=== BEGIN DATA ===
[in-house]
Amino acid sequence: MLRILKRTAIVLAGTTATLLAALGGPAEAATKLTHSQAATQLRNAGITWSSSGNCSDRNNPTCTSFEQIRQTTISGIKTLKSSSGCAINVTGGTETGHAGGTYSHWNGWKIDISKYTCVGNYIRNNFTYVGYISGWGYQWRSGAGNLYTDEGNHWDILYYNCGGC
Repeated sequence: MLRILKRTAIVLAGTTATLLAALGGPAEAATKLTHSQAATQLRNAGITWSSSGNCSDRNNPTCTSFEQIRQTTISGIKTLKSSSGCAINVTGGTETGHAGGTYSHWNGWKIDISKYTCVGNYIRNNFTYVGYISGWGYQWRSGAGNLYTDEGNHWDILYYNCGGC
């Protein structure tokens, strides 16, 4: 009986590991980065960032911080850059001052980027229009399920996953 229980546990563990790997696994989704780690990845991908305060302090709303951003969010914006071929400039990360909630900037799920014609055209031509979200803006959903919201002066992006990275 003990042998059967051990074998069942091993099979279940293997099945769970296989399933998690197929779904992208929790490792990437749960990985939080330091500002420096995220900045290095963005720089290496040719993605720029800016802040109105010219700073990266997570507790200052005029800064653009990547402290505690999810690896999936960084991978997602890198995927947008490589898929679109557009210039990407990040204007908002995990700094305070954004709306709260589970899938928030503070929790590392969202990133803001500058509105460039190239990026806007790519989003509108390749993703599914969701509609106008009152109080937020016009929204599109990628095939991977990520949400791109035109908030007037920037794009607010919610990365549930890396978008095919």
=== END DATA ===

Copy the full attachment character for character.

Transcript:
[in-house]
Amino acid sequence: MLRILKRTAIVLAGTTATLLAALGGPAEAATKLTHSQAATQLRNAGITWSSSGNCSDRNNPTCTSFEQIRQTTISGIKTLKSSSGCAINVTGGTETGHAGGTYSHWNGWKIDISKYTCVGNYIRNNFTYVGYISGWGYQWRSGAGNLYTDEGNHWDILYYNCGGC
Repeated sequence: MLRILKRTAIVLAGTTATLLAALGGPAEAATKLTHSQAATQLRNAGITWSSSGNCSDRNNPTCTSFEQIRQTTISGIKTLKSSSGCAINVTGGTETGHAGGTYSHWNGWKIDISKYTCVGNYIRNNFTYVGYISGWGYQWRSGAGNLYTDEGNHWDILYYNCGGC
């Protein structure tokens, strides 16, 4: 009986590991980065960032911080850059001052980027229009399920996953 229980546990563990790997696994989704780690990845991908305060302090709303951003969010914006071929400039990360909630900037799920014609055209031509979200803006959903919201002066992006990275 003990042998059967051990074998069942091993099979279940293997099945769970296989399933998690197929779904992208929790490792990437749960990985939080330091500002420096995220900045290095963005720089290496040719993605720029800016802040109105010219700073990266997570507790200052005029800064653009990547402290505690999810690896999936960084991978997602890198995927947008490589898929679109557009210039990407990040204007908002995990700094305070954004709306709260589970899938928030503070929790590392969202990133803001500058509105460039190239990026806007790519989003509108390749993703599914969701509609106008009152109080937020016009929204599109990628095939991977990520949400791109035109908030007037920037794009607010919610990365549930890396978008095919």